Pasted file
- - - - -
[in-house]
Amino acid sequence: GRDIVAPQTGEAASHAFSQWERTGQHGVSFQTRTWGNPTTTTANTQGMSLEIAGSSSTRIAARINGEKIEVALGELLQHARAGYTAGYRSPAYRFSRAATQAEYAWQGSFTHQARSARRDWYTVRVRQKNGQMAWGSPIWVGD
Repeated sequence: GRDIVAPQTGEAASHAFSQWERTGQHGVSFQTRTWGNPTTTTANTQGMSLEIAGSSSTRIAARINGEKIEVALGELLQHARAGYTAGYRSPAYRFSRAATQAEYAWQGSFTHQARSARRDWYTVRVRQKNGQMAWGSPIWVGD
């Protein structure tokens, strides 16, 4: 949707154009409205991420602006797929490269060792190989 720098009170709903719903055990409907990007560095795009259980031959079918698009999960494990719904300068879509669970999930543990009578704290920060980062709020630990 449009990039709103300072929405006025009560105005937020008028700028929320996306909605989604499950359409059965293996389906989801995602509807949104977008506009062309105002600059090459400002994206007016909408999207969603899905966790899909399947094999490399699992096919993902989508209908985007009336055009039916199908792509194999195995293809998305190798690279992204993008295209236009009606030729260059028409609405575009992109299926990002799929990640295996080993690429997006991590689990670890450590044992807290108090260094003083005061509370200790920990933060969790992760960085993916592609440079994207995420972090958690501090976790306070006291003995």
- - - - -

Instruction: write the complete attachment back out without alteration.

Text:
[in-house]
Amino acid sequence: GRDIVAPQTGEAASHAFSQWERTGQHGVSFQTRTWGNPTTTTANTQGMSLEIAGSSSTRIAARINGEKIEVALGELLQHARAGYTAGYRSPAYRFSRAATQAEYAWQGSFTHQARSARRDWYTVRVRQKNGQMAWGSPIWVGD
Repeated sequence: GRDIVAPQTGEAASHAFSQWERTGQHGVSFQTRTWGNPTTTTANTQGMSLEIAGSSSTRIAARINGEKIEVALGELLQHARAGYTAGYRSPAYRFSRAATQAEYAWQGSFTHQARSARRDWYTVRVRQKNGQMAWGSPIWVGD
């Protein structure tokens, strides 16, 4: 949707154009409205991420602006797929490269060792190989 720098009170709903719903055990409907990007560095795009259980031959079918698009999960494990719904300068879509669970999930543990009578704290920060980062709020630990 449009990039709103300072929405006025009560105005937020008028700028929320996306909605989604499950359409059965293996389906989801995602509807949104977008506009062309105002600059090459400002994206007016909408999207969603899905966790899909399947094999490399699992096919993902989508209908985007009336055009039916199908792509194999195995293809998305190798690279992204993008295209236009009606030729260059028409609405575009992109299926990002799929990640295996080993690429997006991590689990670890450590044992807290108090260094003083005061509370200790920990933060969790992760960085993916592609440079994207995420972090958690501090976790306070006291003995």